LONDON, Jan. 12 (Xinhua) -- British police will be "quicker" to enforce restriction rules during England's national lockdown amid mounting concerns over some of the public bending the curb rules, a senior British official said Tuesday.
Kit Malthouse, the crime and policing minister, said it was up to the public to abide by the restrictions as the country faces a "severe" crisis.
Police have been pursuing a "four Es" strategy during the coronavirus shutdown, by engaging, explaining, encouraging and then, as a last step, enforcing lockdown measures, Malthouse told Sky News.
"If people play by the rules and they recognize the police are doing a difficult job in very challenging circumstances, and cooperate, then hopefully the four 'Es'; encourage, all that kind of stuff, before we get to enforcement, will have an effect," he was quoted as saying.
"But I think you will find that the police are quicker to move to enforcement. That's certainly what they have indicated is their intention," he said, adding that he hoped there wouldn't be an increase in the number of fines or arrests.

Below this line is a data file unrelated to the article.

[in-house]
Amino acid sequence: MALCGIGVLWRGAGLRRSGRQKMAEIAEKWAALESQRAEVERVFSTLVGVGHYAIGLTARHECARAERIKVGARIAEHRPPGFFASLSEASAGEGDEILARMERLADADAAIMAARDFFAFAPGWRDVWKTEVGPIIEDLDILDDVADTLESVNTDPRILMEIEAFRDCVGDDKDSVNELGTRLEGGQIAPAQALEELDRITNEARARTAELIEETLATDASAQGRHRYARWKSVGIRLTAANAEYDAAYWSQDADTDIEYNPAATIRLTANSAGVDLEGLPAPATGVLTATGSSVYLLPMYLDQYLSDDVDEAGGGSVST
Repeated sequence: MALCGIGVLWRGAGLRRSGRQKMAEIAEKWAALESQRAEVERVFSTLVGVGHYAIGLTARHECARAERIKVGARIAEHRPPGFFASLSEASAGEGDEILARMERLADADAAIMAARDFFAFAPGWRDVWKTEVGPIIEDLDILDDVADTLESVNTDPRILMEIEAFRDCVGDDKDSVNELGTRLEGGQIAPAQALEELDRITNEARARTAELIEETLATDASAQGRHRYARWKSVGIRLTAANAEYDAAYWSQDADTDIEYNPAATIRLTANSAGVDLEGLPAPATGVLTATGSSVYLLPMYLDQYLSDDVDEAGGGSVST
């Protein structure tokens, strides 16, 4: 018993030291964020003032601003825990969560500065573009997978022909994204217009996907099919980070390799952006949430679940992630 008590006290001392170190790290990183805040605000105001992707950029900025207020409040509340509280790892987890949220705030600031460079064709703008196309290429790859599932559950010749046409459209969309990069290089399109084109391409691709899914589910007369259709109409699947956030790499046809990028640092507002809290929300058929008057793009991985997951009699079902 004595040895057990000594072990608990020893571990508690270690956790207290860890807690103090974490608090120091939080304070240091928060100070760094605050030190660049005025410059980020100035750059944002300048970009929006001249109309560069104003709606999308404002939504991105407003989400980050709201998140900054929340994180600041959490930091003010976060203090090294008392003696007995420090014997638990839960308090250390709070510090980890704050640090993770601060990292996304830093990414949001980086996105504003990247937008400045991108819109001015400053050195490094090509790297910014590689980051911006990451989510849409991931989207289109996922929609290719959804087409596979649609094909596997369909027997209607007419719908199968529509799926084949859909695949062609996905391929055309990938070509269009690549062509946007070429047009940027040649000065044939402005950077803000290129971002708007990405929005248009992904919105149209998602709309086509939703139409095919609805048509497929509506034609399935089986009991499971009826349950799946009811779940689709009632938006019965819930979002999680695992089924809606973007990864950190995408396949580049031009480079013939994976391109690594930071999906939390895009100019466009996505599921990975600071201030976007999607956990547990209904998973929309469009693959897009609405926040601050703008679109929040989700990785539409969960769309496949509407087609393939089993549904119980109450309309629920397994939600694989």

"Because we really, really have to recognize how severe the problem is and the fact we are in our worst position for some time," he said.
England is currently under the third national lockdown since the pandemic began in the country. Chief Medical Officer for England Chris Whitty warned Monday that the "most dangerous time" of the COVID-19 pandemic in Britain has yet to come before vaccine rollout has an impact.
The next few weeks will be "the worst" of the pandemic for the National Health Service (NHS), he said, urging the public to minimize all unnecessary contact with others.
Another 46,169 people in Britain have tested positive for COVID-19, bringing the total number of coronavirus cases in the country to 3,118,518, according to official figures released Monday.
Another 529 have died within 28 days of a positive test, bringing the total number of coronavirus-related deaths in Britain to 81,960, the data showed.
To bring life back to normal, countries such as Britain, China, Germany, Russia and the United States have been racing against time to develop coronavirus vaccines.